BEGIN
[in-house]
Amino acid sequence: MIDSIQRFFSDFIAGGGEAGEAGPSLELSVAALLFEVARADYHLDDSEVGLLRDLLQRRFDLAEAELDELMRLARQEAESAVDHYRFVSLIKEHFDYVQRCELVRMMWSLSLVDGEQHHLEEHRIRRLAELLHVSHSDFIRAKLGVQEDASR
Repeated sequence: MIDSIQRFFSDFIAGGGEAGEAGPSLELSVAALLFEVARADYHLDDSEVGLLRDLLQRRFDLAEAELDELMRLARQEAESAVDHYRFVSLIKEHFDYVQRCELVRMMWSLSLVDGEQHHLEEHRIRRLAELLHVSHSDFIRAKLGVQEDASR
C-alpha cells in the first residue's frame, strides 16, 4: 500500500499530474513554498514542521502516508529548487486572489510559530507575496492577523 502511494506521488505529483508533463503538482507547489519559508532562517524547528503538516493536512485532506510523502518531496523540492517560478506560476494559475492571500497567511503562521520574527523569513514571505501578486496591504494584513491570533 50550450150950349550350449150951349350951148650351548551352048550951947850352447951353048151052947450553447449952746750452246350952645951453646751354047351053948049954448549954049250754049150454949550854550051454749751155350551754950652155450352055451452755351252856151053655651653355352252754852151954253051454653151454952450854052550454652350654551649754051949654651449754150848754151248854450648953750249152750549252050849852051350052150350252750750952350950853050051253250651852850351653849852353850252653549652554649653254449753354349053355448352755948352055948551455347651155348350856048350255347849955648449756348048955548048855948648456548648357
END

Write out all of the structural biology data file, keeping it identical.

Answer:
[in-house]
Amino acid sequence: MIDSIQRFFSDFIAGGGEAGEAGPSLELSVAALLFEVARADYHLDDSEVGLLRDLLQRRFDLAEAELDELMRLARQEAESAVDHYRFVSLIKEHFDYVQRCELVRMMWSLSLVDGEQHHLEEHRIRRLAELLHVSHSDFIRAKLGVQEDASR
Repeated sequence: MIDSIQRFFSDFIAGGGEAGEAGPSLELSVAALLFEVARADYHLDDSEVGLLRDLLQRRFDLAEAELDELMRLARQEAESAVDHYRFVSLIKEHFDYVQRCELVRMMWSLSLVDGEQHHLEEHRIRRLAELLHVSHSDFIRAKLGVQEDASR
C-alpha cells in the first residue's frame, strides 16, 4: 500500500499530474513554498514542521502516508529548487486572489510559530507575496492577523 502511494506521488505529483508533463503538482507547489519559508532562517524547528503538516493536512485532506510523502518531496523540492517560478506560476494559475492571500497567511503562521520574527523569513514571505501578486496591504494584513491570533 50550450150950349550350449150951349350951148650351548551352048550951947850352447951353048151052947450553447449952746750452246350952645951453646751354047351053948049954448549954049250754049150454949550854550051454749751155350551754950652155450352055451452755351252856151053655651653355352252754852151954253051454653151454952450854052550454652350654551649754051949654651449754150848754151248854450648953750249152750549252050849852051350052150350252750750952350950853050051253250651852850351653849852353850252653549652554649653254449753354349053355448352755948352055948551455347651155348350856048350255347849955648449756348048955548048855948648456548648357